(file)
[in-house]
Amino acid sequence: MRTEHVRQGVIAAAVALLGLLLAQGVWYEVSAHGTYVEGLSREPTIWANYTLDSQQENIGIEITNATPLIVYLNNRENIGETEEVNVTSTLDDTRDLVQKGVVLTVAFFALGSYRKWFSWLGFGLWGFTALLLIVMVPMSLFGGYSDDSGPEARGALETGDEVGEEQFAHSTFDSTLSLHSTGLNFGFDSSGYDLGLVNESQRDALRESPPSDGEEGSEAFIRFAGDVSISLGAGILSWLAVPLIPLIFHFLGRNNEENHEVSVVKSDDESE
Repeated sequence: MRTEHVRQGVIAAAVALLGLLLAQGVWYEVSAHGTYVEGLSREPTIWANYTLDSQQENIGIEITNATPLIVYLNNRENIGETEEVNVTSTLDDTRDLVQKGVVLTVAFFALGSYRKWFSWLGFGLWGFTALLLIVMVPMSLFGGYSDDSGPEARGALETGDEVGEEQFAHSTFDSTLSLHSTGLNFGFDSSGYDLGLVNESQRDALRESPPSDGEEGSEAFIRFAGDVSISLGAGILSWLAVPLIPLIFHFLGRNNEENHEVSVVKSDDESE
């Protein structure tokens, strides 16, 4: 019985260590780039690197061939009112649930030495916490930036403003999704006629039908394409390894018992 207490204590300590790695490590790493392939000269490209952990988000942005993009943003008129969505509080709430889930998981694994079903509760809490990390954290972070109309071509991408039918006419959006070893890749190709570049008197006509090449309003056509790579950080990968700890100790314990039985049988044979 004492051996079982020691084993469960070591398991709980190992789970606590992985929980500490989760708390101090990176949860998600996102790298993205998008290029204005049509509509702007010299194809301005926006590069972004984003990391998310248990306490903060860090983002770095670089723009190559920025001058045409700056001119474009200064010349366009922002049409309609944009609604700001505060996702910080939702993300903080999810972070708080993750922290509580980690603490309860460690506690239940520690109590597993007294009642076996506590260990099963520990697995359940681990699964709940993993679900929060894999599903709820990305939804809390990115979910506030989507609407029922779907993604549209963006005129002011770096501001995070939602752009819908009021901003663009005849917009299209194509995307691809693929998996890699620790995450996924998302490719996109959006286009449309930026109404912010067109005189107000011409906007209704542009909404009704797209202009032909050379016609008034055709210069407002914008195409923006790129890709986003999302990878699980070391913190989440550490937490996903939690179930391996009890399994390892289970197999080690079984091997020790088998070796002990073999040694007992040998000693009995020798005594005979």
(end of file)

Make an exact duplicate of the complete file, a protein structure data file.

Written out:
[in-house]
Amino acid sequence: MRTEHVRQGVIAAAVALLGLLLAQGVWYEVSAHGTYVEGLSREPTIWANYTLDSQQENIGIEITNATPLIVYLNNRENIGETEEVNVTSTLDDTRDLVQKGVVLTVAFFALGSYRKWFSWLGFGLWGFTALLLIVMVPMSLFGGYSDDSGPEARGALETGDEVGEEQFAHSTFDSTLSLHSTGLNFGFDSSGYDLGLVNESQRDALRESPPSDGEEGSEAFIRFAGDVSISLGAGILSWLAVPLIPLIFHFLGRNNEENHEVSVVKSDDESE
Repeated sequence: MRTEHVRQGVIAAAVALLGLLLAQGVWYEVSAHGTYVEGLSREPTIWANYTLDSQQENIGIEITNATPLIVYLNNRENIGETEEVNVTSTLDDTRDLVQKGVVLTVAFFALGSYRKWFSWLGFGLWGFTALLLIVMVPMSLFGGYSDDSGPEARGALETGDEVGEEQFAHSTFDSTLSLHSTGLNFGFDSSGYDLGLVNESQRDALRESPPSDGEEGSEAFIRFAGDVSISLGAGILSWLAVPLIPLIFHFLGRNNEENHEVSVVKSDDESE
């Protein structure tokens, strides 16, 4: 019985260590780039690197061939009112649930030495916490930036403003999704006629039908394409390894018992 207490204590300590790695490590790493392939000269490209952990988000942005993009943003008129969505509080709430889930998981694994079903509760809490990390954290972070109309071509991408039918006419959006070893890749190709570049008197006509090449309003056509790579950080990968700890100790314990039985049988044979 004492051996079982020691084993469960070591398991709980190992789970606590992985929980500490989760708390101090990176949860998600996102790298993205998008290029204005049509509509702007010299194809301005926006590069972004984003990391998310248990306490903060860090983002770095670089723009190559920025001058045409700056001119474009200064010349366009922002049409309609944009609604700001505060996702910080939702993300903080999810972070708080993750922290509580980690603490309860460690506690239940520690109590597993007294009642076996506590260990099963520990697995359940681990699964709940993993679900929060894999599903709820990305939804809390990115979910506030989507609407029922779907993604549209963006005129002011770096501001995070939602752009819908009021901003663009005849917009299209194509995307691809693929998996890699620790995450996924998302490719996109959006286009449309930026109404912010067109005189107000011409906007209704542009909404009704797209202009032909050379016609008034055709210069407002914008195409923006790129890709986003999302990878699980070391913190989440550490937490996903939690179930391996009890399994390892289970197999080690079984091997020790088998070796002990073999040694007992040998000693009995020798005594005979």